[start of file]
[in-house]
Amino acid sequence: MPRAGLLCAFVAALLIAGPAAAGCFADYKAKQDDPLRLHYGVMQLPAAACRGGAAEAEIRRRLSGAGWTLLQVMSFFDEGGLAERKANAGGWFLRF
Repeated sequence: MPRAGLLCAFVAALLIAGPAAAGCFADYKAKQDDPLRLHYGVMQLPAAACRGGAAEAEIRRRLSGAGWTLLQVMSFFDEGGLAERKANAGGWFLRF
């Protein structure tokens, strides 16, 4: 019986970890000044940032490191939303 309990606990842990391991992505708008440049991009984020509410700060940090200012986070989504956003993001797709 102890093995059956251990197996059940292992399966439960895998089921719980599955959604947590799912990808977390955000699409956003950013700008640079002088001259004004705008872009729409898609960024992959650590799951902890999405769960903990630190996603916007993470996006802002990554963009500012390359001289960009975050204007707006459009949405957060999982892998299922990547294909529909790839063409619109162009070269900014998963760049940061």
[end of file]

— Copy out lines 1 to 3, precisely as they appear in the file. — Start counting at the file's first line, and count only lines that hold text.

[in-house]
Amino acid sequence: MPRAGLLCAFVAALLIAGPAAAGCFADYKAKQDDPLRLHYGVMQLPAAACRGGAAEAEIRRRLSGAGWTLLQVMSFFDEGGLAERKANAGGWFLRF
Repeated sequence: MPRAGLLCAFVAALLIAGPAAAGCFADYKAKQDDPLRLHYGVMQLPAAACRGGAAEAEIRRRLSGAGWTLLQVMSFFDEGGLAERKANAGGWFLRF